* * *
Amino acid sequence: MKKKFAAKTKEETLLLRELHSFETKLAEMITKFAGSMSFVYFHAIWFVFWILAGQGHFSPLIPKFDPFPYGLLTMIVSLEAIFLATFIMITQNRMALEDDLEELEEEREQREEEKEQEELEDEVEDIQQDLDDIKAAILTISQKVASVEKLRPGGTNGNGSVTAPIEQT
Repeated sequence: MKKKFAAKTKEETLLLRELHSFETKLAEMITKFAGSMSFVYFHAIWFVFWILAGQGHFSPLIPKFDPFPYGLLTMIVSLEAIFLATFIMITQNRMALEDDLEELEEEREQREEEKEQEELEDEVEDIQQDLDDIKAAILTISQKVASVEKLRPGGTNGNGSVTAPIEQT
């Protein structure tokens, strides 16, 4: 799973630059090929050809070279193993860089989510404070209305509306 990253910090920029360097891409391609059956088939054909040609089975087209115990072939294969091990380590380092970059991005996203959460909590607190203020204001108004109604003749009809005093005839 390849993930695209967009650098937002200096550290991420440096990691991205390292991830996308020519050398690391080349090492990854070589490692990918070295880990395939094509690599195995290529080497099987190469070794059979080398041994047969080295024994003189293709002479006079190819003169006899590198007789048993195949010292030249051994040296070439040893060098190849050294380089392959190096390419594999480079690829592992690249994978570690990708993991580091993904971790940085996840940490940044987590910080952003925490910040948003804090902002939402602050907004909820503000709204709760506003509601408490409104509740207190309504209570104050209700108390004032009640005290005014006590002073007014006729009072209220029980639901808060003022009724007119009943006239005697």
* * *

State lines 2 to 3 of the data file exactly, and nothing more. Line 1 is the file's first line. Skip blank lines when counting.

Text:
Repeated sequence: MKKKFAAKTKEETLLLRELHSFETKLAEMITKFAGSMSFVYFHAIWFVFWILAGQGHFSPLIPKFDPFPYGLLTMIVSLEAIFLATFIMITQNRMALEDDLEELEEEREQREEEKEQEELEDEVEDIQQDLDDIKAAILTISQKVASVEKLRPGGTNGNGSVTAPIEQT
């Protein structure tokens, strides 16, 4: 799973630059090929050809070279193993860089989510404070209305509306 990253910090920029360097891409391609059956088939054909040609089975087209115990072939294969091990380590380092970059991005996203959460909590607190203020204001108004109604003749009809005093005839 390849993930695209967009650098937002200096550290991420440096990691991205390292991830996308020519050398690391080349090492990854070589490692990918070295880990395939094509690599195995290529080497099987190469070794059979080398041994047969080295024994003189293709002479006079190819003169006899590198007789048993195949010292030249051994040296070439040893060098190849050294380089392959190096390419594999480079690829592992690249994978570690990708993991580091993904971790940085996840940490940044987590910080952003925490910040948003804090902002939402602050907004909820503000709204709760506003509601408490409104509740207190309504209570104050209700108390004032009640005290005014006590002073007014006729009072209220029980639901808060003022009724007119009943006239005697």